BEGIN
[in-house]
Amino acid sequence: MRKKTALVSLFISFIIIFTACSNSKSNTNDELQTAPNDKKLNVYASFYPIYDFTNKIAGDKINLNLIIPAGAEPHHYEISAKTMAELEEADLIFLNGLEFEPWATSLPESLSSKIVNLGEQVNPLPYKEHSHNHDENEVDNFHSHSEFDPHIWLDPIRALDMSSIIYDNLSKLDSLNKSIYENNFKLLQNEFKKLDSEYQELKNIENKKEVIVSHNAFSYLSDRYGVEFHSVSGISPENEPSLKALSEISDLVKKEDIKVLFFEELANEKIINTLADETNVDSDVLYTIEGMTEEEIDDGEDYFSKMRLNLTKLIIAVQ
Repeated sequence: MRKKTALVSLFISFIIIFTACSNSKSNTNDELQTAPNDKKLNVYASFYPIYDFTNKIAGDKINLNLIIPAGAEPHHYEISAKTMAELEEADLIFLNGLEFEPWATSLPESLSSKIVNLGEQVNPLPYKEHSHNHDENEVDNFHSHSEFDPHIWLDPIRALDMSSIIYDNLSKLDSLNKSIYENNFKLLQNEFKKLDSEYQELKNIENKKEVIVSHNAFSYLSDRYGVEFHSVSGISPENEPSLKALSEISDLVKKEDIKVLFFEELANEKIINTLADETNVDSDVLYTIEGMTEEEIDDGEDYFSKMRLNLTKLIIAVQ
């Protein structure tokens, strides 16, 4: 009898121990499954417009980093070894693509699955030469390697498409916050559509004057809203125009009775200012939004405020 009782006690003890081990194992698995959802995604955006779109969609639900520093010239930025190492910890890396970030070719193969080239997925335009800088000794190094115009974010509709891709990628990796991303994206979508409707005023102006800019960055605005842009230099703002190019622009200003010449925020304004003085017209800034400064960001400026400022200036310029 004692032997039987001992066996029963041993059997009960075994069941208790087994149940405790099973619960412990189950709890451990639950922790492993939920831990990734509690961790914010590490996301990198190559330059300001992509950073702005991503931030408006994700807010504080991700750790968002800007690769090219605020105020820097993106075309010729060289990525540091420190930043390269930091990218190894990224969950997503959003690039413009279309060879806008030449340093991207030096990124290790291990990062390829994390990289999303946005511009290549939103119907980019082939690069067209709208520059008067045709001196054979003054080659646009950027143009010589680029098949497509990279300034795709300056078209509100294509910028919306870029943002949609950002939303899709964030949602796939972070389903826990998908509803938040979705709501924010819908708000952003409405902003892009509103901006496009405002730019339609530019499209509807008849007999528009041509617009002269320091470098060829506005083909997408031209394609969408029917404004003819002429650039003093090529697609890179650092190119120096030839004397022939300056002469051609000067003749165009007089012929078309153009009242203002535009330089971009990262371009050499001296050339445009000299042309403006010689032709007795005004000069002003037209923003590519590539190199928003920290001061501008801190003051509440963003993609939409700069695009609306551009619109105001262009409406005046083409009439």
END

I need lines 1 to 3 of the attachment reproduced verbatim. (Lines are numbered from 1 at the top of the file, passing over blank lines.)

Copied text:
[in-house]
Amino acid sequence: MRKKTALVSLFISFIIIFTACSNSKSNTNDELQTAPNDKKLNVYASFYPIYDFTNKIAGDKINLNLIIPAGAEPHHYEISAKTMAELEEADLIFLNGLEFEPWATSLPESLSSKIVNLGEQVNPLPYKEHSHNHDENEVDNFHSHSEFDPHIWLDPIRALDMSSIIYDNLSKLDSLNKSIYENNFKLLQNEFKKLDSEYQELKNIENKKEVIVSHNAFSYLSDRYGVEFHSVSGISPENEPSLKALSEISDLVKKEDIKVLFFEELANEKIINTLADETNVDSDVLYTIEGMTEEEIDDGEDYFSKMRLNLTKLIIAVQ
Repeated sequence: MRKKTALVSLFISFIIIFTACSNSKSNTNDELQTAPNDKKLNVYASFYPIYDFTNKIAGDKINLNLIIPAGAEPHHYEISAKTMAELEEADLIFLNGLEFEPWATSLPESLSSKIVNLGEQVNPLPYKEHSHNHDENEVDNFHSHSEFDPHIWLDPIRALDMSSIIYDNLSKLDSLNKSIYENNFKLLQNEFKKLDSEYQELKNIENKKEVIVSHNAFSYLSDRYGVEFHSVSGISPENEPSLKALSEISDLVKKEDIKVLFFEELANEKIINTLADETNVDSDVLYTIEGMTEEEIDDGEDYFSKMRLNLTKLIIAVQ